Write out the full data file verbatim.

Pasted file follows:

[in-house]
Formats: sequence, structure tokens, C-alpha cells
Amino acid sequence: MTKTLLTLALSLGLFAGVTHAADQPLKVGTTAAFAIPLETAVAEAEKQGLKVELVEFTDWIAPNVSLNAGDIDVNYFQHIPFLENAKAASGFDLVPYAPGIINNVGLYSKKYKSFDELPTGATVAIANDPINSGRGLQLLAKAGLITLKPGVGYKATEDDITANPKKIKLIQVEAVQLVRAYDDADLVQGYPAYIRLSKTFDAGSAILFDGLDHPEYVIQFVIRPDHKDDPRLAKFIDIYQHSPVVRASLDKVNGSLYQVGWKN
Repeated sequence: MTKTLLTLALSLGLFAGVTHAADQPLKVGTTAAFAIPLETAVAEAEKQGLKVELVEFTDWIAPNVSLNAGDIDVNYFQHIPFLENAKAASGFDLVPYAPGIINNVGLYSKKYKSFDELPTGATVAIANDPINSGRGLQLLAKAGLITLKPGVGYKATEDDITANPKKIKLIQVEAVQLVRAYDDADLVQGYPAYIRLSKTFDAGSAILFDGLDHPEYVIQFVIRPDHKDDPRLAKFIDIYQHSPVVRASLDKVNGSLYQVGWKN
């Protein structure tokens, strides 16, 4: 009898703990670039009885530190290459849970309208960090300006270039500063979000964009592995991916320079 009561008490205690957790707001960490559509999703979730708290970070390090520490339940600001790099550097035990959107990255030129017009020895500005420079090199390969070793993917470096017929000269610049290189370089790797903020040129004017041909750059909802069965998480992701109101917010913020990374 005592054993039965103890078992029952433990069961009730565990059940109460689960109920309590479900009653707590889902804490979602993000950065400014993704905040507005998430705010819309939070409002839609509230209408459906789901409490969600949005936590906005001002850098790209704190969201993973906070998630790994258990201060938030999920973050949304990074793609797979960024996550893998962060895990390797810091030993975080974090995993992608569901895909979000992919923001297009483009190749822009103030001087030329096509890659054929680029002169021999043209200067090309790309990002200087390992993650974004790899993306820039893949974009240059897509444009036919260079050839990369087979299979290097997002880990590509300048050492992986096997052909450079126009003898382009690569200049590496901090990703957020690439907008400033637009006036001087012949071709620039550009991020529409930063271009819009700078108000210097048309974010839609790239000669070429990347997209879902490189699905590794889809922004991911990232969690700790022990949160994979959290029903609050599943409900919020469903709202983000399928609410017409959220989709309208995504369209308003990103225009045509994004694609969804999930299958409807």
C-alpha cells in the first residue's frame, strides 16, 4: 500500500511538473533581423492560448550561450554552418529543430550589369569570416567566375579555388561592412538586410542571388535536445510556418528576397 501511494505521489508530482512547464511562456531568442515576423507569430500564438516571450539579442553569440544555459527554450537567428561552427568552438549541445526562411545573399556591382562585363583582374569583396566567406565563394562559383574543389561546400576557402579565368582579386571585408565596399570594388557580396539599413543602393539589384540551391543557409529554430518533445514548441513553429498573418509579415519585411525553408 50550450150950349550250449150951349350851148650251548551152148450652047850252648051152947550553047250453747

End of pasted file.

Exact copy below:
[in-house]
Formats: sequence, structure tokens, C-alpha cells
Amino acid sequence: MTKTLLTLALSLGLFAGVTHAADQPLKVGTTAAFAIPLETAVAEAEKQGLKVELVEFTDWIAPNVSLNAGDIDVNYFQHIPFLENAKAASGFDLVPYAPGIINNVGLYSKKYKSFDELPTGATVAIANDPINSGRGLQLLAKAGLITLKPGVGYKATEDDITANPKKIKLIQVEAVQLVRAYDDADLVQGYPAYIRLSKTFDAGSAILFDGLDHPEYVIQFVIRPDHKDDPRLAKFIDIYQHSPVVRASLDKVNGSLYQVGWKN
Repeated sequence: MTKTLLTLALSLGLFAGVTHAADQPLKVGTTAAFAIPLETAVAEAEKQGLKVELVEFTDWIAPNVSLNAGDIDVNYFQHIPFLENAKAASGFDLVPYAPGIINNVGLYSKKYKSFDELPTGATVAIANDPINSGRGLQLLAKAGLITLKPGVGYKATEDDITANPKKIKLIQVEAVQLVRAYDDADLVQGYPAYIRLSKTFDAGSAILFDGLDHPEYVIQFVIRPDHKDDPRLAKFIDIYQHSPVVRASLDKVNGSLYQVGWKN
């Protein structure tokens, strides 16, 4: 009898703990670039009885530190290459849970309208960090300006270039500063979000964009592995991916320079 009561008490205690957790707001960490559509999703979730708290970070390090520490339940600001790099550097035990959107990255030129017009020895500005420079090199390969070793993917470096017929000269610049290189370089790797903020040129004017041909750059909802069965998480992701109101917010913020990374 005592054993039965103890078992029952433990069961009730565990059940109460689960109920309590479900009653707590889902804490979602993000950065400014993704905040507005998430705010819309939070409002839609509230209408459906789901409490969600949005936590906005001002850098790209704190969201993973906070998630790994258990201060938030999920973050949304990074793609797979960024996550893998962060895990390797810091030993975080974090995993992608569901895909979000992919923001297009483009190749822009103030001087030329096509890659054929680029002169021999043209200067090309790309990002200087390992993650974004790899993306820039893949974009240059897509444009036919260079050839990369087979299979290097997002880990590509300048050492992986096997052909450079126009003898382009690569200049590496901090990703957020690439907008400033637009006036001087012949071709620039550009991020529409930063271009819009700078108000210097048309974010839609790239000669070429990347997209879902490189699905590794889809922004991911990232969690700790022990949160994979959290029903609050599943409900919020469903709202983000399928609410017409959220989709309208995504369209308003990103225009045509994004694609969804999930299958409807």
C-alpha cells in the first residue's frame, strides 16, 4: 500500500511538473533581423492560448550561450554552418529543430550589369569570416567566375579555388561592412538586410542571388535536445510556418528576397 501511494505521489508530482512547464511562456531568442515576423507569430500564438516571450539579442553569440544555459527554450537567428561552427568552438549541445526562411545573399556591382562585363583582374569583396566567406565563394562559383574543389561546400576557402579565368582579386571585408565596399570594388557580396539599413543602393539589384540551391543557409529554430518533445514548441513553429498573418509579415519585411525553408 50550450150950349550250449150951349350851148650251548551152148450652047850252648051152947550553047250453747